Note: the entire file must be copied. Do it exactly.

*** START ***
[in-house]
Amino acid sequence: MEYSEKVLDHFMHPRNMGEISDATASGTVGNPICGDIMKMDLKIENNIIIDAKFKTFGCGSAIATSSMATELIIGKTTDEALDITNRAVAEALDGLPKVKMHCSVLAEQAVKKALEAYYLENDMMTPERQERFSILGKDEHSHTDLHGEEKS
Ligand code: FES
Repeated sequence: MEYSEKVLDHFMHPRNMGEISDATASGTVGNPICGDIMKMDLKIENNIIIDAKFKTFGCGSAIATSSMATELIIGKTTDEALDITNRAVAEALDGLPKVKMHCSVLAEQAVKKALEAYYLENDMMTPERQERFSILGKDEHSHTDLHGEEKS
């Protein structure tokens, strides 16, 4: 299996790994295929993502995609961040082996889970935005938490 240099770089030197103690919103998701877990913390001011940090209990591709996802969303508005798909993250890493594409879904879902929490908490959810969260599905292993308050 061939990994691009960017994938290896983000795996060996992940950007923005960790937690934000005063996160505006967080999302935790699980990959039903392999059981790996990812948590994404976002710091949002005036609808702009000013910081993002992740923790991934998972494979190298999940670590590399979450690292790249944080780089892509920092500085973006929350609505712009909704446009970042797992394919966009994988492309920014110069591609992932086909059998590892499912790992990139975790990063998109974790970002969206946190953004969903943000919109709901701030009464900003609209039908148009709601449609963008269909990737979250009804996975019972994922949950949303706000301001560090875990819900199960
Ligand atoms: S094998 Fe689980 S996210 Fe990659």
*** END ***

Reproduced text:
[in-house]
Amino acid sequence: MEYSEKVLDHFMHPRNMGEISDATASGTVGNPICGDIMKMDLKIENNIIIDAKFKTFGCGSAIATSSMATELIIGKTTDEALDITNRAVAEALDGLPKVKMHCSVLAEQAVKKALEAYYLENDMMTPERQERFSILGKDEHSHTDLHGEEKS
Ligand code: FES
Repeated sequence: MEYSEKVLDHFMHPRNMGEISDATASGTVGNPICGDIMKMDLKIENNIIIDAKFKTFGCGSAIATSSMATELIIGKTTDEALDITNRAVAEALDGLPKVKMHCSVLAEQAVKKALEAYYLENDMMTPERQERFSILGKDEHSHTDLHGEEKS
């Protein structure tokens, strides 16, 4: 299996790994295929993502995609961040082996889970935005938490 240099770089030197103690919103998701877990913390001011940090209990591709996802969303508005798909993250890493594409879904879902929490908490959810969260599905292993308050 061939990994691009960017994938290896983000795996060996992940950007923005960790937690934000005063996160505006967080999302935790699980990959039903392999059981790996990812948590994404976002710091949002005036609808702009000013910081993002992740923790991934998972494979190298999940670590590399979450690292790249944080780089892509920092500085973006929350609505712009909704446009970042797992394919966009994988492309920014110069591609992932086909059998590892499912790992990139975790990063998109974790970002969206946190953004969903943000919109709901701030009464900003609209039908148009709601449609963008269909990737979250009804996975019972994922949950949303706000301001560090875990819900199960
Ligand atoms: S094998 Fe689980 S996210 Fe990659």